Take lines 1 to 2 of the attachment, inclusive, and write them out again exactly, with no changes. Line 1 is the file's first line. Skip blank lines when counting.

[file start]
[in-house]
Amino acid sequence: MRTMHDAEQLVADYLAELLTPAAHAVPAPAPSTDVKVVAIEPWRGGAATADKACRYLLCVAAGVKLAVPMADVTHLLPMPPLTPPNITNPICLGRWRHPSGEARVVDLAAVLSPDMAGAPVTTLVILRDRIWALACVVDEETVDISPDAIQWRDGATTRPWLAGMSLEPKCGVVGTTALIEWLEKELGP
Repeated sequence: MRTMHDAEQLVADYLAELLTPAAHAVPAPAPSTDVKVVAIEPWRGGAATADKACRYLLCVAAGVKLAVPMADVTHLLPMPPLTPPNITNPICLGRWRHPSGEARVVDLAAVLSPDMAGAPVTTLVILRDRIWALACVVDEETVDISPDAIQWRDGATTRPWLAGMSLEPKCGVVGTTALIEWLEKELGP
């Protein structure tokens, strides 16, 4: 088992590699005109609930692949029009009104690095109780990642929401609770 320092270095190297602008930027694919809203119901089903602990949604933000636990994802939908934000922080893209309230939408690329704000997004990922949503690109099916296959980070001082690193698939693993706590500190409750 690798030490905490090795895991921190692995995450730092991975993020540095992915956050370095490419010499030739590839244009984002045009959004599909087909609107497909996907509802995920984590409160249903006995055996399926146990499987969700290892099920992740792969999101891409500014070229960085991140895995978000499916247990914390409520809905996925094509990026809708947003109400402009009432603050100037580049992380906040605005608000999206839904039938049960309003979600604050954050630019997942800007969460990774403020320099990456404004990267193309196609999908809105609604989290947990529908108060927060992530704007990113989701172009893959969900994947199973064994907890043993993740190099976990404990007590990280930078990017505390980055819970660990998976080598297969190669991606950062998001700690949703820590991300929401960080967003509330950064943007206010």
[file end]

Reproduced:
[in-house]
Amino acid sequence: MRTMHDAEQLVADYLAELLTPAAHAVPAPAPSTDVKVVAIEPWRGGAATADKACRYLLCVAAGVKLAVPMADVTHLLPMPPLTPPNITNPICLGRWRHPSGEARVVDLAAVLSPDMAGAPVTTLVILRDRIWALACVVDEETVDISPDAIQWRDGATTRPWLAGMSLEPKCGVVGTTALIEWLEKELGP